Deborah O'Reilly

I was born in Dublin in the city in 1923. My father rented a house up in the Dublin mountains; he got himself a lorry and went into the sand business. He did that for years and we were very comfortable. My mother kept hens and chickens; she wasn't well for years, she had broken her ankle and couldn't walk right. My father was very strict. I was never hungry; we had bacon and eggs, and beef stew, and we had coddle (which was bacon, onions, carrots, and corn flour and potatoes).

I went to a state school, not a church school, it was just one room. I started when I was about 6 or 7. It was about a mile and a half to walk to school. We had homework every night, they were very strict. We stayed at the same school with the same two teachers until I was 14. We learnt Gaelic, but I didn't like it. I didn't see the sense of where I could use it. When I went home there were no other children to play with, only my brother. We used to play "tig", we were still playing that at 14! We were still real children, I wish I could see a real child now. My cousin gave me a doll's pram, that to me was great, and at Christmas we might get one present each.

I had to leave school on the day I was 14 and go and work in a factory. My job was making the black lead for grates, it was really filthy. Then during the war we were laid off. I was living at home but I couldn't stay and do nothing, I was lonely. So I decided to go and do housework; I went to an agency and went to work at a big house. I used to cycle there, it was 4 miles. They used to keep all the food locked up.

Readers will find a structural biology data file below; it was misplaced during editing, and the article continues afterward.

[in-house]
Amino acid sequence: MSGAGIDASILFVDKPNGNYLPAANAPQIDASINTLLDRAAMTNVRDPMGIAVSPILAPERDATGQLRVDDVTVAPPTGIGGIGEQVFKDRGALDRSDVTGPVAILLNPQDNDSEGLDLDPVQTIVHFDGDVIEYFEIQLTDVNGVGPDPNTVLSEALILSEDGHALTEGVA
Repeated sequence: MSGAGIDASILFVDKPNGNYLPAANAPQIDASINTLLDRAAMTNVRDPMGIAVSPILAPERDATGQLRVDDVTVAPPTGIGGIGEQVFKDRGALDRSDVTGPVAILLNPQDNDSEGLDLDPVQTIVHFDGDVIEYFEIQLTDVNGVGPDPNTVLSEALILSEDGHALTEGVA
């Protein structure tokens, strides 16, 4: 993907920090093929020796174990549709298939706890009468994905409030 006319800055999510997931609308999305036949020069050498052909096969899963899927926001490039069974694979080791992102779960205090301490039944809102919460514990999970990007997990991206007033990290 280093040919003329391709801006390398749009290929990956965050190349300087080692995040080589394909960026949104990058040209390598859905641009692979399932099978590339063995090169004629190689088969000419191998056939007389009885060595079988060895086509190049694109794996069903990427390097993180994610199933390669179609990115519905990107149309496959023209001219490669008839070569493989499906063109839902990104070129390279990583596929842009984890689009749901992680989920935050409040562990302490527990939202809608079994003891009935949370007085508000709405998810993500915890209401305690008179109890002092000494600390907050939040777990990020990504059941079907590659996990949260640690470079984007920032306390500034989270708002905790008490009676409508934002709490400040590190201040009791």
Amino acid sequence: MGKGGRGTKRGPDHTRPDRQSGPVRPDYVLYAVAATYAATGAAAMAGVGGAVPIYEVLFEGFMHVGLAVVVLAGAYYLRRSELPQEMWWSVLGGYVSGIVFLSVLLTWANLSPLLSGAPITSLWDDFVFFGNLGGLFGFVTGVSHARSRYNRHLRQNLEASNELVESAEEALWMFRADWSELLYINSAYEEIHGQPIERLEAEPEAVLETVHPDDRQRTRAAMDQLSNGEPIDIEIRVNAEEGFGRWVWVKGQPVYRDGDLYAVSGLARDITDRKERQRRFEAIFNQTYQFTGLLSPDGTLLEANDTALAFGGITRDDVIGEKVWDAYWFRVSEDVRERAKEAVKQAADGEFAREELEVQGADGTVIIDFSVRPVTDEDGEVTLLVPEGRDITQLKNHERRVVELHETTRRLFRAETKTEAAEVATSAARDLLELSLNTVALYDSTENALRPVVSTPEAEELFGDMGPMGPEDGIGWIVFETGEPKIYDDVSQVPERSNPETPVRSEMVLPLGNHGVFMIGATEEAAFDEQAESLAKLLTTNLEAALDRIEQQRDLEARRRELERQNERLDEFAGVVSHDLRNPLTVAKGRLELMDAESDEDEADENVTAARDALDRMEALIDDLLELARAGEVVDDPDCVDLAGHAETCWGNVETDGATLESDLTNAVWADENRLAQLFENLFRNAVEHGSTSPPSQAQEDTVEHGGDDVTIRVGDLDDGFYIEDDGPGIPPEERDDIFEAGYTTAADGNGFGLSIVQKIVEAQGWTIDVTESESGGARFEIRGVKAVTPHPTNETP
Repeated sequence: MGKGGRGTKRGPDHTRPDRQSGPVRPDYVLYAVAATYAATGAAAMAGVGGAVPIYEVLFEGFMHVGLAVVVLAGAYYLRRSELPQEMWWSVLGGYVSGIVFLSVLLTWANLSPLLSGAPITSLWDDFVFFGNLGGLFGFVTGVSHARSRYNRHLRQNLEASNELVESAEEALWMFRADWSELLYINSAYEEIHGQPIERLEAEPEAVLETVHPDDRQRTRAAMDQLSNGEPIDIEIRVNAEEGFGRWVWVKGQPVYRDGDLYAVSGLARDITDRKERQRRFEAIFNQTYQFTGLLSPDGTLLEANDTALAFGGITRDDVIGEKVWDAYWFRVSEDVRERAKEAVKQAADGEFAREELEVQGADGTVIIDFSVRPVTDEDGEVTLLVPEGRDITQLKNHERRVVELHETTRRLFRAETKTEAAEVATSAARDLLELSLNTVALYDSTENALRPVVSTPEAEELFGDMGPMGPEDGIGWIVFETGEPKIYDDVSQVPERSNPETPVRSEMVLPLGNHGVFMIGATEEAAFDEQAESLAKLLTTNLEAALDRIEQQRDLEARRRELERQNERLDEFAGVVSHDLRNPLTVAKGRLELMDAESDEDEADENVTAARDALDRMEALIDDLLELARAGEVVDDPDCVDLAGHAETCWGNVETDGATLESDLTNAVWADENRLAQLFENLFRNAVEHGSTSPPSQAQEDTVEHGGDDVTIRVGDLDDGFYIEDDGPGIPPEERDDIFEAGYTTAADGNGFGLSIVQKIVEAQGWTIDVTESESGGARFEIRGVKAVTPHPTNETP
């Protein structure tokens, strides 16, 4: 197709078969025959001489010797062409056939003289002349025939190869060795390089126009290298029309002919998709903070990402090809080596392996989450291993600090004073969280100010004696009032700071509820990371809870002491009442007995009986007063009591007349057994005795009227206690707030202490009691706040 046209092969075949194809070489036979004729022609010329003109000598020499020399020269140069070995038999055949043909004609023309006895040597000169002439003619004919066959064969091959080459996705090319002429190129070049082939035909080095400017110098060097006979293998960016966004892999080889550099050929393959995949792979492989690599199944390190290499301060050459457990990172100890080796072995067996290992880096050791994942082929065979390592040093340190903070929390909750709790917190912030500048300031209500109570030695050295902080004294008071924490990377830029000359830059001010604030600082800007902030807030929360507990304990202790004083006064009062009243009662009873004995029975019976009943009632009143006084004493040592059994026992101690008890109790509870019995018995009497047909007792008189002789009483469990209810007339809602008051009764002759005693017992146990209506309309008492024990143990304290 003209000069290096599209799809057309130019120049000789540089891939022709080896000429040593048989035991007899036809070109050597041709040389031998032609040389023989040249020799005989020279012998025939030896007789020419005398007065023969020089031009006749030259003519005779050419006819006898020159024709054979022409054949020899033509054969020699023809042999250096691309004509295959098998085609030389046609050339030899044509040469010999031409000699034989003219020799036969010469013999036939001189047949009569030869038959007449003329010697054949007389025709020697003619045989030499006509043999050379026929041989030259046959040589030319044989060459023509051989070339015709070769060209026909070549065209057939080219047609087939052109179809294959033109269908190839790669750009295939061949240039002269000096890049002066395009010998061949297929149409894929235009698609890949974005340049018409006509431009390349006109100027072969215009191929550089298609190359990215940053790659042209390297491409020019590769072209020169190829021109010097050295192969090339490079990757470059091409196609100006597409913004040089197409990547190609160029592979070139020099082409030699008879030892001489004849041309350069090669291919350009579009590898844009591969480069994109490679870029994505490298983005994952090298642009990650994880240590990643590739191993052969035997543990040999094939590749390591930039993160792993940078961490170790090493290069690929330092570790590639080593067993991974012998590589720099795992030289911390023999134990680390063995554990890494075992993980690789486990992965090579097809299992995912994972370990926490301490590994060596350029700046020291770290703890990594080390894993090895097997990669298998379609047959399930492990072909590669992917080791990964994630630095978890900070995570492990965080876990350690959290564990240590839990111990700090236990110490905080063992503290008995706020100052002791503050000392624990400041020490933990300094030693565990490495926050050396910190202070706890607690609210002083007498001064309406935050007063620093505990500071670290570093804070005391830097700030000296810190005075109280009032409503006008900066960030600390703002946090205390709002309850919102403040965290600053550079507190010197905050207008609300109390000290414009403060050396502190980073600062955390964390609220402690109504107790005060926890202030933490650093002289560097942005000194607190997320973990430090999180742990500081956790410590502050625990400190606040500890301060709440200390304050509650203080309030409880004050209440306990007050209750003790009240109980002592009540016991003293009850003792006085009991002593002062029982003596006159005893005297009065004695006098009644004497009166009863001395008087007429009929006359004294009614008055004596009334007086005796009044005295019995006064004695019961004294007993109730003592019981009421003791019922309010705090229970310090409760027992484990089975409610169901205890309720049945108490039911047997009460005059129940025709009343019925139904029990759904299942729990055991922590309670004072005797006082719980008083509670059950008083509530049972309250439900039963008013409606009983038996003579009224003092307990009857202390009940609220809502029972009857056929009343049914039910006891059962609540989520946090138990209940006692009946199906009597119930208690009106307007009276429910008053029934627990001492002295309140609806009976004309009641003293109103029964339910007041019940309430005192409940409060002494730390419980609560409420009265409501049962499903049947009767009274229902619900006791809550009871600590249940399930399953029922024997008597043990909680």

I decided to come over to England and I answered an advertisement for the GEC. I came over with another girl. They paid our fares and they got us lodgings and paid us 2 weeks in advance. I didn't like the factory and I left within 2 weeks. Then I got a job at ICI. I had no idea about big machinery. The machine came crashing down; I was a nervous wreck, but I wouldn't give in. I made out I was used to the noise. I was earning about £3 a week, not much more than in Ireland. I was paying about £2 for lodgings, that was full board.

I used to go back to Ireland at Christmas and in the summer. I sent money every week to my mother. When my father died, my mother sold the house and the money was divided between Mother, my brother and me. Eventually my mother came over to England; she had been very lonely. I looked after her for 5 years until she died.

No, I wouldn't go back to live in Ireland; it's not the same, all the cars, there weren't many cars when I left. But I do miss the storytelling, people would be there at midnight telling ghost stories.

I do remember that people always made me feel welcome.

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